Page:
Herbalife tanks on 'pyramid scheme' criticism
The weight-management company sees shares fall nearly 13% after a high-profile fund manager questions the business.
Herbalife (HLF) plunged nearly 13% Wednesday after one of the world's most prominent fund managers said he's betting against the weight-management company. By market close, however, shares had recovered to about a 5% loss.
Bill Ackman, who's in charge of $11 billion in assets at Pershing Square Capital Management, confirmed that he's taken a short position in the stock. Short sellers borrow shares and sell them, holding out hopes of buying them back at a lower price and then returning them. Essentially, short sellers target stocks they think will lose value fairly quickly.
Ackman told CNBC that he's been researching Herbalife and thinks it's a "pyramid scheme." He said he has been short on the shares for seven to eight months. Herbalife sells protein shakes and vitamin supplements, among other products.
Ackman is expected to share more thoughts on the stock at an investment conference Thursday in New York, CNBC reported.
Ackman is a high-profile investor and his word is taken very seriously on Wall Street. He has an activist bent, often pressing for changes at companies he's interested in. The Globe and Mail recently named him 2012 CEO of the year, saying that in Canada he is a "boardroom barbarian who toppled four-star corporate generals at one of the country’s most historic companies."
Herbalife has been in Wall Street's doghouse since May, when another famous short seller, David Einhorn of Greenlight Capital, asked pointed questions about operations in an investor conference call. The stock went from more than $70 to $53 that day, and has continue falling since to $38.05 Wednesday.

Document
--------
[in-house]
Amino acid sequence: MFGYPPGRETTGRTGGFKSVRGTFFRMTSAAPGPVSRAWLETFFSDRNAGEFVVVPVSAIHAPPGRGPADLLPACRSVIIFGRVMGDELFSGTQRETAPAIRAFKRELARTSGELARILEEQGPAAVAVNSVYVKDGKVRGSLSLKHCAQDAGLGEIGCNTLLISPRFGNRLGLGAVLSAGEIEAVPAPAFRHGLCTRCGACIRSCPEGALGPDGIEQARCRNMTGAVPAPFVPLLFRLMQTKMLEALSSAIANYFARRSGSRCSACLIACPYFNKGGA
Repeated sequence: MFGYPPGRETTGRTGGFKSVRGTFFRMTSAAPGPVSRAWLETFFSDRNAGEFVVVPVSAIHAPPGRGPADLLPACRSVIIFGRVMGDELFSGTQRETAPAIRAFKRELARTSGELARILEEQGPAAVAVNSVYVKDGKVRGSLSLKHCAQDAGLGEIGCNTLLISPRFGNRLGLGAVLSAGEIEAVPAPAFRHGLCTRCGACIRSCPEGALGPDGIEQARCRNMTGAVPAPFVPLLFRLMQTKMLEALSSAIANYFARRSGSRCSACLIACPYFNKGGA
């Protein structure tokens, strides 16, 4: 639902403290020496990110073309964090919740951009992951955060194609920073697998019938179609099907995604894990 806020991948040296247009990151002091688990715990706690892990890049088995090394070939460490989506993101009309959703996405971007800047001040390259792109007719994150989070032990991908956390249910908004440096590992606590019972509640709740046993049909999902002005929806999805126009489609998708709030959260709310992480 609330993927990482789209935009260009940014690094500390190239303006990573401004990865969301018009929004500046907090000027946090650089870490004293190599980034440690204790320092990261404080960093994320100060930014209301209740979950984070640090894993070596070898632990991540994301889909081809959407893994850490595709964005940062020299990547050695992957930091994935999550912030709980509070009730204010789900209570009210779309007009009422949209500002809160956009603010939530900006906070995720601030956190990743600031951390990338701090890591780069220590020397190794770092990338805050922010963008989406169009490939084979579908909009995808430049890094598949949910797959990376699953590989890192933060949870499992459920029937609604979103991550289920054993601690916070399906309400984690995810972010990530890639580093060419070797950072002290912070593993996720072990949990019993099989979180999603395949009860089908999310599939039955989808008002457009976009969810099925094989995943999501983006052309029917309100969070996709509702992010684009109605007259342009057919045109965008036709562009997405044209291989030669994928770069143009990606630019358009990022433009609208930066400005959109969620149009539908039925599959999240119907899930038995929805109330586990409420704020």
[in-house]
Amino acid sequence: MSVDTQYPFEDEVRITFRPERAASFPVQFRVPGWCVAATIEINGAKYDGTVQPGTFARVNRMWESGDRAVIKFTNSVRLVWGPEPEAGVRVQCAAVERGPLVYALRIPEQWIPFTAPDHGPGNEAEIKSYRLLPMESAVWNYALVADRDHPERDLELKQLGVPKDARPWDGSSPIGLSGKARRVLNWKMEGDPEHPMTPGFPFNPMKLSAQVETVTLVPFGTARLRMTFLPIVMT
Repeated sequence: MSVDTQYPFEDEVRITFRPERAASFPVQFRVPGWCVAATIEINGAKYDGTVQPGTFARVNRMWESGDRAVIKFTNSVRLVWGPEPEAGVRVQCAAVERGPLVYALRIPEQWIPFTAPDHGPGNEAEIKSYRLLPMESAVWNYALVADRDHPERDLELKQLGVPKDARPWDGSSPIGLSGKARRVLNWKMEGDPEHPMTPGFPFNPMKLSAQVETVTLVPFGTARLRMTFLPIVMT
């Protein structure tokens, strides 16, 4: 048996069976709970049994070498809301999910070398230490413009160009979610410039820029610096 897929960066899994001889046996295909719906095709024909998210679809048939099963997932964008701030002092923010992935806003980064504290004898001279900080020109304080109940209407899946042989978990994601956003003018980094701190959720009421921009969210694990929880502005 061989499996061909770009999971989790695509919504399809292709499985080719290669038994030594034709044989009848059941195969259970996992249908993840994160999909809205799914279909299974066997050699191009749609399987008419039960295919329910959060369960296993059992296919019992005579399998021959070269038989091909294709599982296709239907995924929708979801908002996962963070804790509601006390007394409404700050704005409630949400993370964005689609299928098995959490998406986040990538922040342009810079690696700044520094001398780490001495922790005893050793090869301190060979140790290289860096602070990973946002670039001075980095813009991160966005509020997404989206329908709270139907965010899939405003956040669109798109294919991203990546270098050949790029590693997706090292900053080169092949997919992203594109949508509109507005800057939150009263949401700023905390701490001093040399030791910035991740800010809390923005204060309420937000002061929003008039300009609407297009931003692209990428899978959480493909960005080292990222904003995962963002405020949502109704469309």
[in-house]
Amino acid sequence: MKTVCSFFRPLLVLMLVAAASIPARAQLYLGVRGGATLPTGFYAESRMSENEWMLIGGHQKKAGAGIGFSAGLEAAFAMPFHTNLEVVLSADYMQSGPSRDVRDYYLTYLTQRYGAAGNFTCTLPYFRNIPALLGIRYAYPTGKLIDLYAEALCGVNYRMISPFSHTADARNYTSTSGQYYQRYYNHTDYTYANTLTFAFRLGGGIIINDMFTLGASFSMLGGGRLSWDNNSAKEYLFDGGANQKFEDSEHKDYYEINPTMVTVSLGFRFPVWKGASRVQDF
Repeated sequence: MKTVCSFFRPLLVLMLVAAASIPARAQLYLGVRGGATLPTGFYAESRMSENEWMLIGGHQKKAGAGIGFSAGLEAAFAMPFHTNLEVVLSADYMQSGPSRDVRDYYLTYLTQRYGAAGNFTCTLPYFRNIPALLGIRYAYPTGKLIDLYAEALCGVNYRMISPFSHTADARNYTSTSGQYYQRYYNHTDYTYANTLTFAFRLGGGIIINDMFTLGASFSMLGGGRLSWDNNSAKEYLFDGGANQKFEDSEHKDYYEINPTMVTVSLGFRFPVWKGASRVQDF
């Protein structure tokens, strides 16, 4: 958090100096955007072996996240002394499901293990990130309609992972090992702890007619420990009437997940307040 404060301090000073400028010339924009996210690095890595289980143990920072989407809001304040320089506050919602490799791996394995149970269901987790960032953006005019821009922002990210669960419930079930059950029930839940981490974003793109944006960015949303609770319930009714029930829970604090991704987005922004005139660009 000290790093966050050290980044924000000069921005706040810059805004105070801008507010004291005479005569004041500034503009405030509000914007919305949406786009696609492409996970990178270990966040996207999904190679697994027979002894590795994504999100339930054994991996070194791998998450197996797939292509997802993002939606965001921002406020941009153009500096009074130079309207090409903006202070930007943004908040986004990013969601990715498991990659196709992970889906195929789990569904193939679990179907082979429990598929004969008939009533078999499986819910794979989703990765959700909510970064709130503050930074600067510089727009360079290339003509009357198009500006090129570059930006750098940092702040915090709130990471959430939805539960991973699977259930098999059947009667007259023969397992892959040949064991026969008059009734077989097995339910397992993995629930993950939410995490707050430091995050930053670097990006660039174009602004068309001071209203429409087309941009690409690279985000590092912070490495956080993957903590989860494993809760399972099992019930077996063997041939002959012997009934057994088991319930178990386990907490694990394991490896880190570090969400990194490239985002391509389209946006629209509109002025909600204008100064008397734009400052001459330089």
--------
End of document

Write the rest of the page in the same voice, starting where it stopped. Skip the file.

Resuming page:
More from Money Now
I'm with Good Bargains. Regardless of the effectiveness of one of the products many are exaggerated in advertising, Einhorn made similar statements back in May and has profitted from them. If there were legal grounds to prosecute for misrepresentation, one would think that would have already been underway against Herbalife. That Einhorn and now Ackman are making public statements to in effect up the return on their shorts seems prosecutible as I understand it regardless of what type of bully Ackman is. An activist would do something without expected gain, a financial "bully" will first set his base, buy in , then manipulate the market to his advantage.
An Walk Street isn't a Pyramid Scheme. Come on....................... Bernie
Lets see. You have to recruit people to sell for you. As well as sell to. While working with "Your Sponsor" who has server member that working at the same level you are. Who helps you find other people to so you can sponsor them. Once you have your group together. You start helping them find their member that they can sponsor. The whole while you are building level upon levels that a percentage of their sales comes to you and your sponsor and your sponsor's sponsor.
So, NOOOOOOO.... it is not a Pyramid.. Noooo wait.. Sponsor
Sponsor ,Sponsor ,Sponsor
Sort of looks like a Pyramid, But just because it looks like a duck, quakes like a duck, and walks like a duck ... does not mean it is a DUCK. Maybe it is Swan
it is a pyramid scheme. they call it multi-level marketing. basically you make the person at the top quite wealthy while you struggle. I used to be a supervisor level, and lost my shorts.
Copyright © 2014 Microsoft. All rights reserved.
[BRIEFING.COM] The Nasdaq Composite (+0.5%) and S&P 500 (+0.2%) posted modest gains on Thursday, but not before enduring a morning dip into the red, which took place in reaction to reports indicating Russia has commenced military exercises on the Ukrainian border.
The news from Europe knocked the key indices from their early highs, while giving a boost to safe-haven assets like gold futures (+0.5% to $1290.80/ozt), Treasuries (10-yr yield -1 bps to 2.69%), and the Japanese yen (102.30 ... More
More Market News
MUST-SEE ON MSN
- Video: Easy DIY smoked meats at home
A charcuterie master shares his process for cold-smoking meat at home.
- Jetpacks about to go mainstream
- Weird things covered by home insurance
- Bing: 70 percent of adults report 'digital eye strain'